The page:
Throughout spring, one particular morphotype of egg cluster was observed after the appearance of sexually mature nematodes, in early April, which were confirmed to be nematode eggs based on observations of hatching and DNA sequencing. Eggs occurred in clusters (often with more than 20 eggs) that were contained within a ‘sack’. The shell of the eggs was transparent with the zygote filling nearly all of the egg shell (photos in Online Resource 2). Larvae developed from the zygote in late spring until hatching in mid to late April. Length measurements of nematodes showed that ice nematodes from Inglefieldbukta had a smaller size range than specimens from Van Mijenfjorden (Table 2).

Table 2 In situ nematode length (µm) measurements in sea ice samples from Van Mijenfjorden (n = 132; March to May 2017) and Inglefieldbukta (n = 41; March to April 2018)

To estimate evolutionary relationships among our nematode isolates, we tested phylogenetic hypotheses using the 18S ribosomal subunit gene locus. In general, many publicly available nematode sequences phylogenetically clustered into their, respectively, assigned clades, especially at higher taxonomic ranks (Fig. 2). Although many taxonomic orders were well supported, most with bootstrap support > 80%, many taxa in the same order formed separate well-supported clades, including the Desmodorida that branch sister to a larger clade containing many sequences within the Desmodorida (100% bootstrap support). In addition to split taxonomic orders, there were numerous single atypical sequences that grouped among otherwise well-supported monophyletic clades (AY692344). One Anticoma among Enoplus sequences (LK054717) and one Valvaelaimus among Bathylaimus species, a non-nematode apicomplexan branching sister to Monhystrella parvella. Moreover, there was a clade comprised six different genera that spanned four taxonomic orders and two classes grouping within the Rhabditida. When sequences from this clad were culled, aligned and comparatively explored, there were 10 SNPs out of 3522 base pairs analysed. Although the results of our de novo phylogeny suggested some misidentified nematode taxa, Svalbard nematodes grouped within the Chromadorea (100% bootstrap support), primarily in Halomonhystera (100% bootstrap support). Four isolates (two from Wahlenbergfjorden and two from Van Mijenfjorden) grouped in the genus Theristus (100% bootstrap support), with one additional sequence of a benthic nematode from Inglefieldbukta branching sister to one of the Araeolaimida.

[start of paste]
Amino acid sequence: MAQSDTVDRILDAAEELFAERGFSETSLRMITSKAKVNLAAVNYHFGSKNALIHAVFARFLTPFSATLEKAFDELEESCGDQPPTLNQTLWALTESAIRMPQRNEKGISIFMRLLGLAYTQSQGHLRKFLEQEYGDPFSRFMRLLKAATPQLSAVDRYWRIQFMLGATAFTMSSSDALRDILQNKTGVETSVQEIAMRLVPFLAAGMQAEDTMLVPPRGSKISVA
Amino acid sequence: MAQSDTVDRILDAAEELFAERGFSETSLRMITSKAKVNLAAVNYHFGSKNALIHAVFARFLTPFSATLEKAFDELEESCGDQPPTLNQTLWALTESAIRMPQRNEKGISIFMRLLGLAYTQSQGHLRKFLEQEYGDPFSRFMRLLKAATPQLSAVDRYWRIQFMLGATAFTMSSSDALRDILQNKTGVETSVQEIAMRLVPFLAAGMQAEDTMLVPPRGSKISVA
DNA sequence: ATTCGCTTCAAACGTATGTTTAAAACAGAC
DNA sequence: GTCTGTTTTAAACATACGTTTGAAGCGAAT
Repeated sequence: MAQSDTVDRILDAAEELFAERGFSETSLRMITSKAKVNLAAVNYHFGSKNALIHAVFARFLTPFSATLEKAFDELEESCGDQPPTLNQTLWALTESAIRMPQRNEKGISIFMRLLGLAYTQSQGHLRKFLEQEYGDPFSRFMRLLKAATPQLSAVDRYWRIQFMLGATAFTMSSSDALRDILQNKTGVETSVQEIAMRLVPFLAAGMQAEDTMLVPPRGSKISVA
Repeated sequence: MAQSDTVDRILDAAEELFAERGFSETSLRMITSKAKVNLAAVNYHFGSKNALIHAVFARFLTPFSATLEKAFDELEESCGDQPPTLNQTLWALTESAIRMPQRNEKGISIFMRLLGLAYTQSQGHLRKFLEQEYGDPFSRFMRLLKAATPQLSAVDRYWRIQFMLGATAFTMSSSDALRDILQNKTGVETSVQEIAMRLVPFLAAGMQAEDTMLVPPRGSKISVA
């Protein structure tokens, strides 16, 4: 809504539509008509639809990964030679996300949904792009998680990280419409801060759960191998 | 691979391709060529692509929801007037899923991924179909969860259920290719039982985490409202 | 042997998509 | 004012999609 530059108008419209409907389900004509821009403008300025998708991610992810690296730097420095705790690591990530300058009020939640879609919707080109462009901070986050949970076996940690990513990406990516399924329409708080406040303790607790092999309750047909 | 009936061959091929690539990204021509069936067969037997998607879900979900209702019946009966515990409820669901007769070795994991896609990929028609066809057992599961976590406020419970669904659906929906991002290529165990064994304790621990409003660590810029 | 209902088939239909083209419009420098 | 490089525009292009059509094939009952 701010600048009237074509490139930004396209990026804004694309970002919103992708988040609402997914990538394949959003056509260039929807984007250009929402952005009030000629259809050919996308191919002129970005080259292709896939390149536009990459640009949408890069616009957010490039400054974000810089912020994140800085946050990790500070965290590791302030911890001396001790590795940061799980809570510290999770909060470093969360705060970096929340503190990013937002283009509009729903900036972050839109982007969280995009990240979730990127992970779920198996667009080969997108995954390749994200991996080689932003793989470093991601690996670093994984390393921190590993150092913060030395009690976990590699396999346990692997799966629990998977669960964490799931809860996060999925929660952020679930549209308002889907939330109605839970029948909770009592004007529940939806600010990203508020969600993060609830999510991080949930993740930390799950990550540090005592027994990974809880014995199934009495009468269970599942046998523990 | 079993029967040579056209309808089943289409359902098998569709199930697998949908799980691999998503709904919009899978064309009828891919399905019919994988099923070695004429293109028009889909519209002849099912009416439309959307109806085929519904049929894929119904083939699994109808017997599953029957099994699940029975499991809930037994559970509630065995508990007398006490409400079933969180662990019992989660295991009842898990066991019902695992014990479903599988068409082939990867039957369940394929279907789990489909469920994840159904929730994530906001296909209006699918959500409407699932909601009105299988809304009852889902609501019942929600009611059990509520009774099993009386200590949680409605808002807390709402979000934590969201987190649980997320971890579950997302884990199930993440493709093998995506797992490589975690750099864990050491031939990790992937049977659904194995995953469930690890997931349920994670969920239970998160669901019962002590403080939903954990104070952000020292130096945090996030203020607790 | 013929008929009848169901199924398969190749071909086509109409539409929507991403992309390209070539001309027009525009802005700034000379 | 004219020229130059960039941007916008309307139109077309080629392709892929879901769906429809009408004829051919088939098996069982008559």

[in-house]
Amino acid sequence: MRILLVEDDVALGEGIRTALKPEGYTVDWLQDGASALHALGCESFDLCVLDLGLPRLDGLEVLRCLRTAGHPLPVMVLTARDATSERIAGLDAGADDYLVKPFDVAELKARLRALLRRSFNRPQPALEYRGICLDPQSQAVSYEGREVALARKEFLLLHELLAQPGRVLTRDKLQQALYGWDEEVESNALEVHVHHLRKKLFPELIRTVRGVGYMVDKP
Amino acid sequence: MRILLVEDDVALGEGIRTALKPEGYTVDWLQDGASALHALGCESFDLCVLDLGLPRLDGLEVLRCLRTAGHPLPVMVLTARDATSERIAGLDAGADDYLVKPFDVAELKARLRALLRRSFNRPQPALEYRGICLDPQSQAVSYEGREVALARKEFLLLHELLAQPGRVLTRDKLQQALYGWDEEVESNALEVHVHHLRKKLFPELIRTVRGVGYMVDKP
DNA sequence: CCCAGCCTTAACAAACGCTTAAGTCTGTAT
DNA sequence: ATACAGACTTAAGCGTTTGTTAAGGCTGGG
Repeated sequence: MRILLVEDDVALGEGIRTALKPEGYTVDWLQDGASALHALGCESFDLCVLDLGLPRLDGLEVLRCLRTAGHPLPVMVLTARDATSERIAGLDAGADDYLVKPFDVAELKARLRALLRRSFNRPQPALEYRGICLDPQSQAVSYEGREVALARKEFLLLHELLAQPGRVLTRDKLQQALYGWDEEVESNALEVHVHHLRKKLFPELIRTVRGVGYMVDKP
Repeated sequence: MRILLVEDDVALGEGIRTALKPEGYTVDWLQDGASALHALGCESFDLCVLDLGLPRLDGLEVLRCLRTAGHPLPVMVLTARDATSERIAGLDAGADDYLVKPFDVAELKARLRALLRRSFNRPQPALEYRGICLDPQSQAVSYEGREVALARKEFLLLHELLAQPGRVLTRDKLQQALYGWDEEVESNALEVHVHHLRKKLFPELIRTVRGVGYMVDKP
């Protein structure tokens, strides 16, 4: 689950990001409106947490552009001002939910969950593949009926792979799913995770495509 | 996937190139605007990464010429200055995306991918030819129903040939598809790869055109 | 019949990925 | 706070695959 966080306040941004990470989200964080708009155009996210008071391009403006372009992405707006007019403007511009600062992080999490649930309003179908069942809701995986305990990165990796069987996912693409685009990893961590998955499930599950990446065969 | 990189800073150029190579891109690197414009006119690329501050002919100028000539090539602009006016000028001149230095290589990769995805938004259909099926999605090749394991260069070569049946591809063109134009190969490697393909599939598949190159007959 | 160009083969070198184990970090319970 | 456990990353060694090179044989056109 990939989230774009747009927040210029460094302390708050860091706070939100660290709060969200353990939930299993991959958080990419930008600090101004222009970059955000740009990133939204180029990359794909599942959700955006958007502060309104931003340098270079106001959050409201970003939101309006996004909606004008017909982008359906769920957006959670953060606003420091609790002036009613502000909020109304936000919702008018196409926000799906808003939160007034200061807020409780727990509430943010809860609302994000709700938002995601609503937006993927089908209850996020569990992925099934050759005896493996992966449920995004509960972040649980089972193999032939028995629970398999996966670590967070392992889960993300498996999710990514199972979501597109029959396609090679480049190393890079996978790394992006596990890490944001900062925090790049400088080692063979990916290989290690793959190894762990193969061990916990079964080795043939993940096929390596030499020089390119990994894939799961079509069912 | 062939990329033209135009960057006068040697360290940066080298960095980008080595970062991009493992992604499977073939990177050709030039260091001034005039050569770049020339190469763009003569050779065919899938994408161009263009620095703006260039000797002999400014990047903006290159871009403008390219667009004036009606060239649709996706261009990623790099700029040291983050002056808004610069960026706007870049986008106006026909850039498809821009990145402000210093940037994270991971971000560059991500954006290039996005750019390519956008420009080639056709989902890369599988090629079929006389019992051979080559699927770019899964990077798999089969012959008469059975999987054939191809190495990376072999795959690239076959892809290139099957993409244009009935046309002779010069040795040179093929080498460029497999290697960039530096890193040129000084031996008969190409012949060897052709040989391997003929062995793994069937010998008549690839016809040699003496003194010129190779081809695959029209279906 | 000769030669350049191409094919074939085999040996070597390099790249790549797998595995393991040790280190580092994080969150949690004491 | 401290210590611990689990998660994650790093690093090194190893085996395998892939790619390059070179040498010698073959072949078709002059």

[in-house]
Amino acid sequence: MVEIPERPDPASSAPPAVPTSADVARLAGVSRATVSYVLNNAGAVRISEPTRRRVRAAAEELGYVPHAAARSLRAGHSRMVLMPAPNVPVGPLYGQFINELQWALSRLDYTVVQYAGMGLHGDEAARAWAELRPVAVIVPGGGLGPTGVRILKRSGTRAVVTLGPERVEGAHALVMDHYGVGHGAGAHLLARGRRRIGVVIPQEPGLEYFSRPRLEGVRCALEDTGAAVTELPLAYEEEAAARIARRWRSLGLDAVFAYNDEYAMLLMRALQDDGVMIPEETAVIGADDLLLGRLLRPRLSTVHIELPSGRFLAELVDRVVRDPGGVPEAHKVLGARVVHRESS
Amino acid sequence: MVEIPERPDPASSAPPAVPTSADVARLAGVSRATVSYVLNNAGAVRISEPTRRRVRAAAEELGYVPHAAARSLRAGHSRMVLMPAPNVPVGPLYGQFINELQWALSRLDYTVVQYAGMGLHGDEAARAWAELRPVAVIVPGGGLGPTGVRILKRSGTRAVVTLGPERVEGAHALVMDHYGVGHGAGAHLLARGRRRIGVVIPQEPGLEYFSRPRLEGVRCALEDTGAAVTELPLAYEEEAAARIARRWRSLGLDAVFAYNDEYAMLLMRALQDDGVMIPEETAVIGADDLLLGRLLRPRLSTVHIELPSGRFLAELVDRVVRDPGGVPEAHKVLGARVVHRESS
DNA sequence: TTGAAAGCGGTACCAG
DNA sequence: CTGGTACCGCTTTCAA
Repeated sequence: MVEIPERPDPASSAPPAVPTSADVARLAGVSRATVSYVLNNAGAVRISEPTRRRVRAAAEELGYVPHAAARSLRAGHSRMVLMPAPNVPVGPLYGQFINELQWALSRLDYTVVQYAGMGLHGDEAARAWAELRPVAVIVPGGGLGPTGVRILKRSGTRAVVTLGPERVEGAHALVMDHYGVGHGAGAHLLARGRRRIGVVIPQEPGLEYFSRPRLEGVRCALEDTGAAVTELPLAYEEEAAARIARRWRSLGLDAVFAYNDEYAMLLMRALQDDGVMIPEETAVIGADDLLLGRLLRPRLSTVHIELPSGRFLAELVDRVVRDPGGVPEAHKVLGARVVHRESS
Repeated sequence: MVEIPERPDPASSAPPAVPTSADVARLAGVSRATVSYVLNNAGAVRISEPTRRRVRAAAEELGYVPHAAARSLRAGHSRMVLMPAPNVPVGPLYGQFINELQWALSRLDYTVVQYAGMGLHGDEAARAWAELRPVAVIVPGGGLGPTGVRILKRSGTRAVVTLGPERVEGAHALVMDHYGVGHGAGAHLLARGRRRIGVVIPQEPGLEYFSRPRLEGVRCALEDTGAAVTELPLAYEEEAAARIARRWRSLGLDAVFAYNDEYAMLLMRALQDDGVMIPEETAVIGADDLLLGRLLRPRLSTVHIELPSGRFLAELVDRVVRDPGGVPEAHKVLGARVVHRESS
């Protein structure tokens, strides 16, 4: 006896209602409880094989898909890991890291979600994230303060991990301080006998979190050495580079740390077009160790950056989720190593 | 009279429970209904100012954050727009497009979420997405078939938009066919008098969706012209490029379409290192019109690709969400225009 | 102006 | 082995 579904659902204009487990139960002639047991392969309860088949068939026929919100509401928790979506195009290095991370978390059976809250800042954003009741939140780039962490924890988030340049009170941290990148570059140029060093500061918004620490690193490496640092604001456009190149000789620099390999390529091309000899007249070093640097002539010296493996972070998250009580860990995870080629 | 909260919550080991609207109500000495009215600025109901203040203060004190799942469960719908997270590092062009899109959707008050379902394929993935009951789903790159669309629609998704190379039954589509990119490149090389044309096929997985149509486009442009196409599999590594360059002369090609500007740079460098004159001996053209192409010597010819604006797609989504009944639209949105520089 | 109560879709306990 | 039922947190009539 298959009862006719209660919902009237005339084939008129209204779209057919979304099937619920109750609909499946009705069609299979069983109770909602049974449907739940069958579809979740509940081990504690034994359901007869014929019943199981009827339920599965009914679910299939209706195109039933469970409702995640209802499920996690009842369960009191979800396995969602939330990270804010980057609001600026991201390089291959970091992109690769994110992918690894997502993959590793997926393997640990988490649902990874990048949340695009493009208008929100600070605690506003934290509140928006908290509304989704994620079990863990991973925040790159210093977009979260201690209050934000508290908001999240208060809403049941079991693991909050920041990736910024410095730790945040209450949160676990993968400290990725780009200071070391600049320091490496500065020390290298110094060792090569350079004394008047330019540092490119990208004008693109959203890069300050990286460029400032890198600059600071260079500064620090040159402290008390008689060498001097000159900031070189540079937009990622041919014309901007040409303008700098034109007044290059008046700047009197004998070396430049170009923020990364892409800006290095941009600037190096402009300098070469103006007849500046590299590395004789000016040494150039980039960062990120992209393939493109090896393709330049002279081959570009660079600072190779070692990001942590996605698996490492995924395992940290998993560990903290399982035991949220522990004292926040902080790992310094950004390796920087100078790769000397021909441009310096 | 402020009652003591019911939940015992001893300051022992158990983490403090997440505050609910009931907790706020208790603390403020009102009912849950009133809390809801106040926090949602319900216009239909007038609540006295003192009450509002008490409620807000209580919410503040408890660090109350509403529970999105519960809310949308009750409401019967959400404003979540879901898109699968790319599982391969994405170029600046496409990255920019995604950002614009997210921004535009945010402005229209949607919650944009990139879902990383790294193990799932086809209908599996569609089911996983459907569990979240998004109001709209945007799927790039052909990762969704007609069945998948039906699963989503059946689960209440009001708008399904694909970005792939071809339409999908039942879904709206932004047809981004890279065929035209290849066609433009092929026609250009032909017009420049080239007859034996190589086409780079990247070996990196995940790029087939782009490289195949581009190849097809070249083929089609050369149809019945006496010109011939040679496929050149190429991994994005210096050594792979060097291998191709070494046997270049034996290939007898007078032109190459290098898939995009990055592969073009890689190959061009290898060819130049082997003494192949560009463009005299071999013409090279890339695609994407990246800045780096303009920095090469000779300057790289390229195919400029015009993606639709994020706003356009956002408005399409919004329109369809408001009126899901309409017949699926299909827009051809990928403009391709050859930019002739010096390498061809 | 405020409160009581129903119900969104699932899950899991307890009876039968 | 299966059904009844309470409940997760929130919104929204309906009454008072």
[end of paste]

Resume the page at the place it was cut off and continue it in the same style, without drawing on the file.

Fig. 2
figure 2

Phylogenetic tree of Nematoda (18S rRNA) inferred with maximum likelihood methods in RAxML. Bootstrap values are generated after 1000 pseudo-replications. The placement of Svalbard sequences is denoted with arrows. For Svalbard nematode sequences sampling locations (VMF = Van Mijenfjorden, IB = Inglefieldbukta, PAL = Palanderbukta and WB = Wahlenbergfjorden) and number of individuals (n) are noted


This study presents the first insight into the genetic diversity of coastal sympagic nematodes in the Arctic and foremost in Svalbard. Our results based on the 18S rRNA barcode strongly indicate the presence of at least two genera inhabiting the land-fast ice in western and eastern Svalbard—Theristus and Halomonhystera. One of the genera (Theristus) is well known and commonly described from (Arctic) benthic and often sea ice samples (e.g. Bluhm et al. 2018; Portnova et al. 2019). The second genus (Halomonhystera sp. n.) found is a novel discovery to land-fast ice and could represent a new sympagic nematode species. Thus far, this genus has only been found in the Arctic at the Håkon Mosby Mud Volcanoes in the Barents Sea (Tchesunov et al. 2015). Molecular tools enabled the identification of nematode eggs making it possible to confirm one of the morphotypes of eggs present in ice samples. This morphotype was targeted specifically after nematode larvae were observed developing inside the egg shell and after observations of hatching prior to the ice algal spring bloom. Benthic sequences were not included in the phylogenetic tree (apart from one), because none of the genera overlapped with the ones detected in the sea ice samples. All benthic sequences matched with genera that are commonly found in sediment samples, including Spitsbergen (Gerlach 1965; Urban-Malinga et al. 2005). Additionally, while screening through the sediment samples it appeared that the benthic nematodes had a different morphology than the sympagic specimens. They appeared to have a more distinct tail shape and be wider than the individuals found in the land-fast ice samples. Despite the obvious differences in their morphology, they were picked to confirm molecularly that they were not associated with the ice.